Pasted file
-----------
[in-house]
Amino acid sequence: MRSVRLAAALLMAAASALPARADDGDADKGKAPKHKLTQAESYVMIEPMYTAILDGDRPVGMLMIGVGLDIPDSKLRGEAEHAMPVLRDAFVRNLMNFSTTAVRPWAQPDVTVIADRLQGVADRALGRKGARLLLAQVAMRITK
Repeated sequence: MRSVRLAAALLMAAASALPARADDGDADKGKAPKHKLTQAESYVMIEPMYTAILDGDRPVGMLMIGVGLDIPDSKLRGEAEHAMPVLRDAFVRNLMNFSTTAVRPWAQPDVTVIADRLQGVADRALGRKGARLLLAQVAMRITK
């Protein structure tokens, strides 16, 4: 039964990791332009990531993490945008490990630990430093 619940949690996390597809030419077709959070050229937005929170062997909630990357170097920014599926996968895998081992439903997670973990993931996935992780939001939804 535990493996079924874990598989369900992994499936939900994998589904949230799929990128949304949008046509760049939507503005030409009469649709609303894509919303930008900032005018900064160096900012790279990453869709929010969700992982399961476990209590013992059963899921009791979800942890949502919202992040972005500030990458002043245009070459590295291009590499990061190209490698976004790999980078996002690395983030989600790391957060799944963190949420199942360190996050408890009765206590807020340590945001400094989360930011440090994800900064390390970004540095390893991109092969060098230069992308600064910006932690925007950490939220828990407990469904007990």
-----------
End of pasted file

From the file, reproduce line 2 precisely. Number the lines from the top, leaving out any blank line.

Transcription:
Amino acid sequence: MRSVRLAAALLMAAASALPARADDGDADKGKAPKHKLTQAESYVMIEPMYTAILDGDRPVGMLMIGVGLDIPDSKLRGEAEHAMPVLRDAFVRNLMNFSTTAVRPWAQPDVTVIADRLQGVADRALGRKGARLLLAQVAMRITK